APPLEWHAITE, Edward Turney

Personal Data

Skeena (British Columbia)
Birth Date
November 23, 1898
Deceased Date
September 12, 1964
life insurance agent

Parliamentary Career

June 27, 1949 - June 13, 1953
  Skeena (British Columbia)
August 10, 1953 - April 12, 1957
  Skeena (British Columbia)
  • Deputy Chair of Committees of the Whole (December 16, 1953 - April 12, 1957)

Most Recent Speeches (Page 454 of 454)

October 11, 1949

Mr. E. T. Applewhaite (Skeena):

Mr. Speaker, as a Canadian, as a Liberal, and as one who takes second place to no one in my loyalty to the British commonwealth, I strongly protest against the unjustifiable and unfounded claims being made that legislation of this type is in some way selling out Canada's interest in the commonwealth of nations. I would ask this house whether Canada, when it adopted its own Royal Canadian Navy, abandoned the British empire; whether Canada, when it adopted its own Royal Canadian Air Force, was abandoning the British empire; whether Canada, when it gradually learned to stand on its own feet, was abandoning the British empire. Or did we assist in maintaining the British empire and the British commonwealth of nations? I ask you, Mr. Speaker, if it is not a fact that because this country had learned to stand on its own feet and make its own decisions it has been able, during the recent war and since, by means of the Atlantic pact, to make a contribution not only to the British commonwealth but to the world at large of which Canada has no occasion to be ashamed. And I suggest that it is high time somebody expressed that view in this house.

With respect to this bill may I, as a new member who perhaps should not be raising his voice on this occasion at all, suggest that Canada had ample opportunity last June, and took advantage of that opportunity, to decide on the principle. I suggest also that this house has had ample opportunity during the past month, and particularly on the motion for second reading, to decide on the principle of the bill. I suggest that the house and the country have decided, that the bill has been considered clause by clause, and that both the house and the country would like us to finish this practically completed business and get on with the other business of parliament.

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October 7, 1949

Mr. Applewhaite:

Before this item is passed, I think utterance should be given to a word of commendation of a certain type of public servant. We are free, and properly so, to criticize where criticism is due; and I think we should give praise where praise is due. I refer to the type commonly known in the small towns as the D.V.A. representative. I believe that later on he was attached to the Department of Labour but he originally came to towns the size of mine as a D.V.A. representative. I should like to say to the minister that in those places with which I am familiar these men have done a job which it is impossible to extol too highly. The veterans of all services-even veterans who politically have no use for this government, and many who have not much use for the economic system under which we live-are all loud in their praise of the D.V.A. local representative who had assisted in matters such as employment, the Veterans Land Act, loans and so on. I think that some of us-and I am glad to do so -should publicly express our appreciation of the work these men have done on behalf of all veterans.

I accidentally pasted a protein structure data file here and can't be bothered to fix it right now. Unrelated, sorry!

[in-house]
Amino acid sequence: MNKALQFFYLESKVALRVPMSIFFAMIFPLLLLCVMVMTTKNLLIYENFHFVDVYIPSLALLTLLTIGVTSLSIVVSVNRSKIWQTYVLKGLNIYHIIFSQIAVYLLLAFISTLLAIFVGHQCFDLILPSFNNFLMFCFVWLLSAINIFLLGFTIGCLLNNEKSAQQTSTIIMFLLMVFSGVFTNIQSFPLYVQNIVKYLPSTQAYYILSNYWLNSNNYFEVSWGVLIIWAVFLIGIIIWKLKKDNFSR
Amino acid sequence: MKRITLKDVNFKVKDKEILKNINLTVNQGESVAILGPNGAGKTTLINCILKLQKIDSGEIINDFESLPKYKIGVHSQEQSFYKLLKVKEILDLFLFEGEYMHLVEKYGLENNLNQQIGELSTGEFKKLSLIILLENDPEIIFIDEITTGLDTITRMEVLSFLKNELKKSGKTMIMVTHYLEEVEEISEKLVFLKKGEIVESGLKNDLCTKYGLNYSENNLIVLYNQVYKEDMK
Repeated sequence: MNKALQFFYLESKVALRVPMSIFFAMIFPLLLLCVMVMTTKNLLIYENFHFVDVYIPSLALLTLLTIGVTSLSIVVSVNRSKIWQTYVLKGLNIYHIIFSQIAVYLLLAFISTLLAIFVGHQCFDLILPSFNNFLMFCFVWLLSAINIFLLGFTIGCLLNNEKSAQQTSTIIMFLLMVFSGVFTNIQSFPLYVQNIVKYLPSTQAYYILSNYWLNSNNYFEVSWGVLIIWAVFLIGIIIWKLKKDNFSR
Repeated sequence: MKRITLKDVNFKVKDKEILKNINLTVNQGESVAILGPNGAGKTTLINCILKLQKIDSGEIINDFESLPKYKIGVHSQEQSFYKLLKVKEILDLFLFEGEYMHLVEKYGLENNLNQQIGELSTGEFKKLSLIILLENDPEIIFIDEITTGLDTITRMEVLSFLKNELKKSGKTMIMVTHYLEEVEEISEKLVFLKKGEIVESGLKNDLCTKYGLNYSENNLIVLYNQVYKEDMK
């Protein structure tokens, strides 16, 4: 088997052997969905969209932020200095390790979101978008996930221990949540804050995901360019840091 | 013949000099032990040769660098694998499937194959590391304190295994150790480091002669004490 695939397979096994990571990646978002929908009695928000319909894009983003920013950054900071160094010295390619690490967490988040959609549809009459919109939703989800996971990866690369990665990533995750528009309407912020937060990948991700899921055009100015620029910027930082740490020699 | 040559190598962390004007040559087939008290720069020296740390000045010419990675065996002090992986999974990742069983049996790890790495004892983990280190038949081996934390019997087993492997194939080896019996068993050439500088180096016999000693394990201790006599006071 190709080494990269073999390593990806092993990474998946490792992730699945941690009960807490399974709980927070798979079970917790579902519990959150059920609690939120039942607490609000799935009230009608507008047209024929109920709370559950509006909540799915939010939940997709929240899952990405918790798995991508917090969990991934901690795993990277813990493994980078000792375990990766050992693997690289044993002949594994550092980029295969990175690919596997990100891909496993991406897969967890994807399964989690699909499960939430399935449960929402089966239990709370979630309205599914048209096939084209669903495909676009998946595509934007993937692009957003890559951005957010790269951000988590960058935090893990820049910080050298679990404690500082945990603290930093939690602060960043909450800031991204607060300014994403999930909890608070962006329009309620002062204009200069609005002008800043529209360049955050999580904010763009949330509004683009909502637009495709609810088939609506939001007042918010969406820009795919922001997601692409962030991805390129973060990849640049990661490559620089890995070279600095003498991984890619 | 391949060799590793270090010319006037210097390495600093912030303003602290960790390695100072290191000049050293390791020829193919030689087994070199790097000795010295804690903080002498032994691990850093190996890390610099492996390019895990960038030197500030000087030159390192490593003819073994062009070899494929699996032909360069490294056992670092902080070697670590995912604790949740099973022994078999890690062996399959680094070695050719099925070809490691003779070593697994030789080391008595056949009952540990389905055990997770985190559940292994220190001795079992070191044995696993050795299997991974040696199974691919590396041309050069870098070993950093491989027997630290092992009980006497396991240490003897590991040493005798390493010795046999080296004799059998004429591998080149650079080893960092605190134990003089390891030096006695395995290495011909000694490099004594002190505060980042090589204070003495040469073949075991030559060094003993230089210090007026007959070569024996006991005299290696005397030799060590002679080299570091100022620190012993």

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September 30, 1949

Mr. Applewhaile:

The resolution provides for a new corporation to take over the property and equipment of all existing companies used in connection with external communication services, and to operate them for that purpose. Will the minister be kind enough to tell us whether this in any way involves radio service for coastal or deep-sea shipping? I am particularly interested in the Pacific coast.

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September 20, 1949

Mr. Applewhaite:

It may be a surprise to hon. members to know that the representative of Skeena should take an interest in agriculture, but I would assure hon. members that agriculture is only one of our primary industries. I think the minister will bear me out when I say that he has been approached by the Terrace board of trade and other organizations in the Skeena valley on more than one occasion requesting the establishment of a small illustration station in order to ascertain the value of the soil there for the production of small fruits and vegetables.

I regret that I cannot agree with the hon. member for Fraser Valley, who suggests that as his district has demonstrated its ability to produce more fruits and vegetables it should now have an illustration station in order to prove that they can so do. I suggest in all seriousness that the location of Terrace coupled with the tremendous development that is going on in the north-central area of British Columbia justifies the government in establishing a station there so that farmers may be advised what type of produce they should grow in order to take advantage of the markets which are now right at their doors at Prince Rupert and Prince George.

It may be said that there is already a station at Smithers, but Smithers is 141 miles from Terrace and as between the two locations there is a tremendous difference in the terrain. The type of farming carried on at Smithers is largely grain and stock raising whereas the type of farming carried on at Terrace is the growing of fruits and vegetables. Terrace is the growing area possibly closest to the Pacific coast and it can readily supply the market at Prince Rupert. I request that the minister give consideration to this matter.

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